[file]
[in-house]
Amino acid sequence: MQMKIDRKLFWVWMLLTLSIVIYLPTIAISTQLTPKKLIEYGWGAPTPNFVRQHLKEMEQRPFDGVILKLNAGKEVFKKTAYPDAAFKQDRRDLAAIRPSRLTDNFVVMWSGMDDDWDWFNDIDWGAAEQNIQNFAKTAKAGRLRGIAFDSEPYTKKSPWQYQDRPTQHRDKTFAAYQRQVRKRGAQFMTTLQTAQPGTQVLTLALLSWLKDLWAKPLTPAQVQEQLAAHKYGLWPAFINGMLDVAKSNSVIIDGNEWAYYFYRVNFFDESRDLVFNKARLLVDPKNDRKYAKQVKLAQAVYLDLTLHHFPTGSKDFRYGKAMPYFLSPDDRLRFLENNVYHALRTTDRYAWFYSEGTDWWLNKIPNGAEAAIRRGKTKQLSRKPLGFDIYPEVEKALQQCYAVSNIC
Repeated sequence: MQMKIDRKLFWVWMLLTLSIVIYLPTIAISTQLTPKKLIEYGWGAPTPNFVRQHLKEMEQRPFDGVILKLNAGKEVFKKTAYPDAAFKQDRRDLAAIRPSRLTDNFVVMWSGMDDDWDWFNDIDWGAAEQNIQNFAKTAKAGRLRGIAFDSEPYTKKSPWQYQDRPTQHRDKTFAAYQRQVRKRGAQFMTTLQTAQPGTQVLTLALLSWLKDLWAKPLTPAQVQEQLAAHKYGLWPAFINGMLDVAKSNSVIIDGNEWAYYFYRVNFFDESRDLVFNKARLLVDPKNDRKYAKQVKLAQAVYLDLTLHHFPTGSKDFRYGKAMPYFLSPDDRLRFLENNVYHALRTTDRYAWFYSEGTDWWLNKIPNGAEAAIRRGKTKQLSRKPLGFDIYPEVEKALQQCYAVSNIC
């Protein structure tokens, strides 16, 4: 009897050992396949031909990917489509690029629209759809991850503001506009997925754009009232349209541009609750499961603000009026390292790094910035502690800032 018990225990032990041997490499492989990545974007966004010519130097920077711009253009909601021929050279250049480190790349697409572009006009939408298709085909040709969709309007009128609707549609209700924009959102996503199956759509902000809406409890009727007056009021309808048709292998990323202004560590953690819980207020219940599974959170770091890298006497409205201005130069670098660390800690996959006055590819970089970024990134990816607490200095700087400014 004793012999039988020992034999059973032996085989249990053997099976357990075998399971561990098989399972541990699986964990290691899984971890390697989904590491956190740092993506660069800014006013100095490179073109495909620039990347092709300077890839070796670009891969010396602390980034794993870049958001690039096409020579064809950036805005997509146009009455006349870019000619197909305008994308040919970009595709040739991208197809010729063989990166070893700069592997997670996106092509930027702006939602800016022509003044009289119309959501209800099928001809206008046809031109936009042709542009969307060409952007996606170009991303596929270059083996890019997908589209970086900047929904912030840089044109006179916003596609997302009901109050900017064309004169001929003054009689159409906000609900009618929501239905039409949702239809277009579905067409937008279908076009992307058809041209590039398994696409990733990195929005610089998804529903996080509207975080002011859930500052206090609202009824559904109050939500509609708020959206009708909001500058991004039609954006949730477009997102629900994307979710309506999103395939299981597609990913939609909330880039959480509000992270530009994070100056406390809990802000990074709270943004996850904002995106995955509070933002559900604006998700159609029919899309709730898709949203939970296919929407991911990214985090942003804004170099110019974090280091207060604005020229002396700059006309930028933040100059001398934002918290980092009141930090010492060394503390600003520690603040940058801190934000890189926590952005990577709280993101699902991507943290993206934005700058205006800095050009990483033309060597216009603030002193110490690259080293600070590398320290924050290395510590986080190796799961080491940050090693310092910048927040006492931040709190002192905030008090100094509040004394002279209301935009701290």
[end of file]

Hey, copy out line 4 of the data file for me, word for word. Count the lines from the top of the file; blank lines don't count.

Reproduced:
């Protein structure tokens, strides 16, 4: 009897050992396949031909990917489509690029629209759809991850503001506009997925754009009232349209541009609750499961603000009026390292790094910035502690800032 018990225990032990041997490499492989990545974007966004010519130097920077711009253009909601021929050279250049480190790349697409572009006009939408298709085909040709969709309007009128609707549609209700924009959102996503199956759509902000809406409890009727007056009021309808048709292998990323202004560590953690819980207020219940599974959170770091890298006497409205201005130069670098660390800690996959006055590819970089970024990134990816607490200095700087400014 004793012999039988020992034999059973032996085989249990053997099976357990075998399971561990098989399972541990699986964990290691899984971890390697989904590491956190740092993506660069800014006013100095490179073109495909620039990347092709300077890839070796670009891969010396602390980034794993870049958001690039096409020579064809950036805005997509146009009455006349870019000619197909305008994308040919970009595709040739991208197809010729063989990166070893700069592997997670996106092509930027702006939602800016022509003044009289119309959501209800099928001809206008046809031109936009042709542009969307060409952007996606170009991303596929270059083996890019997908589209970086900047929904912030840089044109006179916003596609997302009901109050900017064309004169001929003054009689159409906000609900009618929501239905039409949702239809277009579905067409937008279908076009992307058809041209590039398994696409990733990195929005610089998804529903996080509207975080002011859930500052206090609202009824559904109050939500509609708020959206009708909001500058991004039609954006949730477009997102629900994307979710309506999103395939299981597609990913939609909330880039959480509000992270530009994070100056406390809990802000990074709270943004996850904002995106995955509070933002559900604006998700159609029919899309709730898709949203939970296919929407991911990214985090942003804004170099110019974090280091207060604005020229002396700059006309930028933040100059001398934002918290980092009141930090010492060394503390600003520690603040940058801190934000890189926590952005990577709280993101699902991507943290993206934005700058205006800095050009990483033309060597216009603030002193110490690259080293600070590398320290924050290395510590986080190796799961080491940050090693310092910048927040006492931040709190002192905030008090100094509040004394002279209301935009701290």